The ethnic outreach-quick wins scandal flashed by so quickly, some might be puzzled by last week’s resurrection of the phrase. So a refresher may be in order.
The criminal justice branch revealed last week that a special prosecutor was appointed Aug. 29 to work with police looking into a complaint partly related to the issue.
Moments after that news broke, New Democratic Party Leader Adrian Dix disclosed he was the one who filed the complaint, in August.
Most thought the affair was over and done with by that point. It had blown up in the legislature in late February. A minister and some staff resigned, a big review had been ordered and abject apologies by Premier Christy Clark were tendered.
Soon after the scandal died down, the election campaign started in April and the B.C. Liberals won. It resurfaced in July with the release of thousands of pages of documents from the earlier review. But it faded away quickly again.
By August, the quick-wins affair was thought to have been a quick little chapter in the history books. Behind the scenes, though, it appears some loose ends started to unravel.
Dix said information subsequently came to light that, together with leftover questions from the review of all the documents, prompted him to write the RCMP.
Not much is known about the subsequent information. But the original issue generated a lot of interest in a brief period of time.
A series of leaked emails among B.C. Liberal staff provided to the NDP showed a concentrated effort in 2011 to design a plan to reach out to ethnic communities, one that was well outside the rules governing public officials’ activities.
The “draft multicultural strategic outreach plan” discussed merging and co-ordinating partisan political efforts with government programs and staff. It referred to collecting lists of names from government programs for Liberal party use. It referred to official apologies by the government for historical wrongs to ethnic groups as a potential “quick win” for the Liberals.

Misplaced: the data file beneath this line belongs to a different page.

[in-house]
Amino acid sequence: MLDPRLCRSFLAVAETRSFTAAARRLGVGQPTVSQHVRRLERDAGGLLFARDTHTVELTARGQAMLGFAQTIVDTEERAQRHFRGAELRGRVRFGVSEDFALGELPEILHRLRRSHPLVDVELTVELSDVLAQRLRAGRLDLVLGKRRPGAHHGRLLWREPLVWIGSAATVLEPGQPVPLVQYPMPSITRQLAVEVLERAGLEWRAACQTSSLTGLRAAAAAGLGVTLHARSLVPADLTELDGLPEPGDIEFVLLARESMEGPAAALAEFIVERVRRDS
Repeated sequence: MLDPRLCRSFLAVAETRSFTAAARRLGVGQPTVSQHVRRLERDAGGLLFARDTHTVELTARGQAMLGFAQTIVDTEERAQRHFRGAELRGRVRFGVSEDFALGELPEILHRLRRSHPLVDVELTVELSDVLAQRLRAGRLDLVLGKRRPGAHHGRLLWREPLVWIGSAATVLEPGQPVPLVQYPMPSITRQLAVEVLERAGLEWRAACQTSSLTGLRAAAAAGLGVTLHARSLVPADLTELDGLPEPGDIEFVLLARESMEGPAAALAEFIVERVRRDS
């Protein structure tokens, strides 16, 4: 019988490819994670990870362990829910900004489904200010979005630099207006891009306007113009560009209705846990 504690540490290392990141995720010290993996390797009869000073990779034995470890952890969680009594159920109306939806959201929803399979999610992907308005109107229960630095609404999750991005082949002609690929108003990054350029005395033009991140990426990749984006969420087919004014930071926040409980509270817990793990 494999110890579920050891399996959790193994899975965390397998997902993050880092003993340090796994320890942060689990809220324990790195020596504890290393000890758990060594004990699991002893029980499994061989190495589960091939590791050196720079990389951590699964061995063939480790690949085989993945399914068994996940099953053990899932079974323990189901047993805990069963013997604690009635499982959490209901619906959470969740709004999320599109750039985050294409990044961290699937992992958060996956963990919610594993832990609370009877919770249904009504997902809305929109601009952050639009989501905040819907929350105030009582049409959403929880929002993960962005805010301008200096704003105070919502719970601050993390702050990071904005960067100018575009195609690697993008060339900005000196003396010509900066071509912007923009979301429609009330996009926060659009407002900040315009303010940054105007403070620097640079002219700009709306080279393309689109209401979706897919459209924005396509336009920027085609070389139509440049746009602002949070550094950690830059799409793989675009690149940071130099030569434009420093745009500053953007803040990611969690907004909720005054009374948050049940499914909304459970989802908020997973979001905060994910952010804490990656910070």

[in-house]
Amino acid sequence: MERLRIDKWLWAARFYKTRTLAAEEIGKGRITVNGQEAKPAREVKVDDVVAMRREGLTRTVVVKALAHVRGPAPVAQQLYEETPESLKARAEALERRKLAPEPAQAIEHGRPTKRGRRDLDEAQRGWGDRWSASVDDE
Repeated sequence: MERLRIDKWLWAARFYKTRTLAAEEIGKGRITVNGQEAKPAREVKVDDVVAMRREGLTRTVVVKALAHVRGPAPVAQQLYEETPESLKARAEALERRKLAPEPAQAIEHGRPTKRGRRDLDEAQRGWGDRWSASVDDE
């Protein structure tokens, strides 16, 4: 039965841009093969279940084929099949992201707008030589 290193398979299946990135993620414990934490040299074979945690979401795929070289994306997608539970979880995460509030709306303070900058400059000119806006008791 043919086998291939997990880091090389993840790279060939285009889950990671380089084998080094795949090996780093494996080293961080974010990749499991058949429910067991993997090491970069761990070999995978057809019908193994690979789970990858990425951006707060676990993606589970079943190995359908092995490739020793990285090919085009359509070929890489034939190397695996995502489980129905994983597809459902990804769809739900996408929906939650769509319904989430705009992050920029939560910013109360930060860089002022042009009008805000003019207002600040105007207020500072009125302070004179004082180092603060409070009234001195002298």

And it stressed a need for secrecy and subterfuge — by using personal email accounts, not government ones.
The Liberals were caught off-guard by the emails when the NDP released them in February. Clark was away from the legislature and stayed mute for a day. Some cabinet ministers recognized how serious the matter was and took matters into their own hands, crafting an apology for the plan.
Clark followed up a day later with a series of personal apologies, and ordered her deputy minister, John Dyble, to review the issue, just from a public-service standpoint.
Although Multiculturalism Minister John Yap was not the minister responsible at the time the plan was discussed, he resigned. So did Clark’s deputy chief of staff, Kim Haakstad. Another key player in the plan, Brian Bonney, had left his government job earlier.
By mid-March, Dyble and three other deputy ministers submitted their report on the issue. It found Haakstad and Bonney violated public-service standards and there had been a misuse of government resources.
The B.C. Liberal party also repaid $70,000 to the government, representing an estimate of how much government time was spent improperly on partisan work.
And that was about as far as it went.
No one knows at this point where the second run of the quick-wins scandal will go. But most expect it will take a lot longer than the first one to sort out.
Just So You Know: Elsewhere in this newspaper, colleague Rob Shaw outlines the new approach being taken on indemnifying political appointees from potential legal bills if they run afoul of the law.
It’s a complicated situation, and there doesn’t seem to be a clear answer on whether Haakstad, Bonney and others will be covered for any legal bills as the RCMP investigation proceeds. The issue came to a head with the decision to forgive $6 million in legal bills rung up by defendants Dave Basi and Bob Virk after they pleaded guilty to corruption charges in the B.C. Rail scandal.
The government appears to have some discretion in deciding if the players in the quick-wins scandal will be covered. That decision will be closely watched.